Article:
Back in 2008, on the eve of the Geometry Wars: Retro Evolved 2 launch, lead programmer Stephen Cakebread proudly announced that his team had enough ideas "for probably about 10 games." Sadly, this confidence didn't translate into a string of sequels. With the exception of the iOS release in 2010, Geometry Wars 3: Dimensions is the first new installment in six years. And while it's a solid, well-built extension of one of my favorite Xbox 360 games, the whole thing makes me wonder why it took Activision so long to make a proper follow-up.
Whatever the reason, I'm happy to report that Dimensions is yet another fun addition in the Geometry Wars franchise. Although it has been six years, the brand new developers have not missed a beat. This sequel largely builds on what we saw in Retro Evolved 2, adding more game modes and a lengthy single-player campaign. It may not reinvent the dual-stick shooter genre, but I can't imagine fans being disappointed with this $15 package.
For those new to the series, Geometry Wars is a dual-stick shooter that sees players zipping around small levels while shooting waves of vector-based bad guys. Using both analog sticks, players can move the claw-shaped spaceship while shooting in any direction, similar to Smash TV, #killallzombies and countless other PSN releases. Destroyed baddies leave behind geoms, which will increase the player's multiplier and lead to higher scores. But don't delay picking up these geoms, as they only stick around for a few seconds. Players will need to choose between running away from the increasingly difficult enemies, or risking danger to pick up the multipliers.
Picking up right where Retro Evolved 2 left off, Dimensions takes the next step and creates a single-player campaign that merges many of the unique game types seen in past installments. The Adventure mode takes players through 50 challenging levels, each using different stage designs and conditions for victory. Some levels require players to earn a few million points in only a couple minutes, while another stage will demand a high score without firing a single shot. Completing the challenge will not only unlock the next level, but earn players up to three stars.
There are a number of clever game types mixed into the campaign. For example, Sniper mode gives players a finite amount of bullets to fire. In Rainbow mode, our claw-shaped ship will need to earn big points before the bad guys color the entire playfield. Claustrophobia mode uses the curved stages to limit where the player can escape, creating an incredibly tense experience.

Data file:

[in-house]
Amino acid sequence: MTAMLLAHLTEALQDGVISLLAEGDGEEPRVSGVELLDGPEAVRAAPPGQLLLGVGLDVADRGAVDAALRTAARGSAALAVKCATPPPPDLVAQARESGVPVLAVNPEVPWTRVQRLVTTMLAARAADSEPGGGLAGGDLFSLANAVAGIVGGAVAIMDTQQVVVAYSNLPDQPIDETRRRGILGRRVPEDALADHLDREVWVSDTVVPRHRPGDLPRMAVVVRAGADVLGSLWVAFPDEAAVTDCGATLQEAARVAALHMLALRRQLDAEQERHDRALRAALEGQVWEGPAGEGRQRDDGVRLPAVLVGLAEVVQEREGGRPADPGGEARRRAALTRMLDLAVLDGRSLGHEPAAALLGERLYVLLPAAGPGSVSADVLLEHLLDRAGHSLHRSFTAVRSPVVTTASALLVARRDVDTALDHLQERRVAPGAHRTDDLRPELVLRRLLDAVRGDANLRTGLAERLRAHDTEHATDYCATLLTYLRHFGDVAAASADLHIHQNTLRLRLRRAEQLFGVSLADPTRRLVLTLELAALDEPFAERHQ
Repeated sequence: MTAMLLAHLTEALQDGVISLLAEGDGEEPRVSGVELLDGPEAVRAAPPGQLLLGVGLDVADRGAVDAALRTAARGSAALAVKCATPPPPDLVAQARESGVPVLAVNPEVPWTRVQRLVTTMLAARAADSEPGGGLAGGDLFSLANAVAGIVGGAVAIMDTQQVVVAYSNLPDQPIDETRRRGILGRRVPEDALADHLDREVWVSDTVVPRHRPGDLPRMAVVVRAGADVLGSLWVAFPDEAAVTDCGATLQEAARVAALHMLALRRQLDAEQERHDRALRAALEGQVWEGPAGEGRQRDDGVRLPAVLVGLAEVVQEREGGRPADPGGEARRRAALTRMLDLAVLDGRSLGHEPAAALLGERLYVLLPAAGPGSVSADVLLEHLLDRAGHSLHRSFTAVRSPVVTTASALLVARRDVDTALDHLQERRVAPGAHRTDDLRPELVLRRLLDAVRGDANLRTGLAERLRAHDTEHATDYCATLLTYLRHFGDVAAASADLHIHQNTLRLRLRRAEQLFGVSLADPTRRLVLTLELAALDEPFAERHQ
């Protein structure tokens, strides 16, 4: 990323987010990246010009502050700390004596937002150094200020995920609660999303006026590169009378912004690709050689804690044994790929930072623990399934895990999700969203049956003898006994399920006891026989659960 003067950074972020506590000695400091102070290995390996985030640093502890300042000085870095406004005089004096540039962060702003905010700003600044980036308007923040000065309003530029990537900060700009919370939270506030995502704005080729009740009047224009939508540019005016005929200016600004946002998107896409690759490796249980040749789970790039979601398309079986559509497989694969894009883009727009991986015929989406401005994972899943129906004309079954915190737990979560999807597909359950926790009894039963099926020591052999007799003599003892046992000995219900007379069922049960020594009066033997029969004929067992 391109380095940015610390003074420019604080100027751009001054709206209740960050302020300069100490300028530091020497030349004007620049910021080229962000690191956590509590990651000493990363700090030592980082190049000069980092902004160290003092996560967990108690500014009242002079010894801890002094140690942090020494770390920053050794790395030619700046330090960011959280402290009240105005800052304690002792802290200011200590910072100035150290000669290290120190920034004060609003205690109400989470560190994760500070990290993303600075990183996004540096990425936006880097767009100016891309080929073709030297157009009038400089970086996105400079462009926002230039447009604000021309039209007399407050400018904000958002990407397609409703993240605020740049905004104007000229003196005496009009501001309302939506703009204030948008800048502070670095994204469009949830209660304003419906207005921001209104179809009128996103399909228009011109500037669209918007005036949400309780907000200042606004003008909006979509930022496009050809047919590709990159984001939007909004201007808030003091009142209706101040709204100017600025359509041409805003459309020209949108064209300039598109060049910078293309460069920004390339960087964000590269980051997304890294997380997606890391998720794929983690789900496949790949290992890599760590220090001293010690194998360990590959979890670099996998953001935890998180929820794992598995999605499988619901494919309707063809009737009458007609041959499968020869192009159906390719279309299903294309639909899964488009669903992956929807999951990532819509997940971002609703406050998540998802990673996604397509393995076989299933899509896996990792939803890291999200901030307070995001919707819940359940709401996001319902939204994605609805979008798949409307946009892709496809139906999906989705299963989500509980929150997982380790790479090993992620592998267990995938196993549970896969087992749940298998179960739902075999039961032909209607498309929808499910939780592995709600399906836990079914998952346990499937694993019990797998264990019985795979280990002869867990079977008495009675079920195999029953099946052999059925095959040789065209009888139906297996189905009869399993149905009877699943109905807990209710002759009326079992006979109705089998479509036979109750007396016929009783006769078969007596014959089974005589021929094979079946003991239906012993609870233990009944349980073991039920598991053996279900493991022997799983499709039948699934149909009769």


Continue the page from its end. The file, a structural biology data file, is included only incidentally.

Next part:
It's the three-dimensional stages that sets this sequel apart from the previous iterations. In the past, players did little more than zip around a large rectangle. But that's a distant memory, thanks to stages that come in all shapes and sizes. Taking a page out of games like Super Mario Galaxy and Super Stardust HD, these Geometry Wars stages take place on small planets, cubes and a variety of other shapes. This adds a whole new wrinkle to the gameplay, but also creates new frustrations.
Because stages are now three-dimensional, players will quickly discover that it's hard to keep track of where the enemies are. The level designs create blind spots that make cheap deaths far more likely than in past installments. This can sometimes lead to a more thrilling experience, while also simultaneously straying too far from what made Geometry Wars so much fun in the first place.
Beyond the changes made to the stage design, Dimensions also adds a number important tweaks to the gameplay. The big addition comes in the way of a drone, which is capable of picking up geoms, shooting enemies and ramming the color bad guys. Before each stage, players will be able to choose and upgrade five different drones. Although players may accidentally mistake the little guy for an enemy, this addition will certainly make life easier.
On top of the drone, we get a choice between super attacks. This is a single-use attack that works in concert with the tried and true smart bomb. Players start with a super attack that lays down mines, but will quickly unlock homing missiles, a black hole and a very helpful clone. Much like the drones, these super attacks can be upgraded using the collected geoms.
After fighting through several different stages, players will come face-to-face with one of the six challenging boss fights. Although these large enemies aren't all that impressive, the battles themselves are tense in the best way possible. Adding another wrinkle, players will need to draw out the fight in order to earn the maximum three stars. Once you figure out the pattern, these boss stages become a lot of fun.
For those who don't want to worry about three-dimensional stages and boss battles, Geometry Wars 3 has a classic mode that all but recreates Retro Evolved 2. Here we see a return to the flat rectangle design of past installments, giving players the old school feel they're used to. There's also a nice variety of game types, including deadline, king, evolved classic, waves and, my favorite, pacifism. Best of all, each of these modes comes with their own leaderboard.
Despite running into a lot of cheap deaths, I enjoyed most of the three-dimensional changes made to the stage designs. In some ways, this change helped to make the game feel fresh again. Unfortunately, it does this by imitating other dual-stick shooters that have done this type of thing better. It's definitely a welcome step forward, but Geometry Wars 3: Dimensions feels like it still has some evolving to do.
This product was submitted by the publisher for review. As a rule, Defunct Games does not review games we spent money on. However, that does not always apply to classic/retro games. This specific product, however, came straight from a PR guy for the purposes of being reviewed!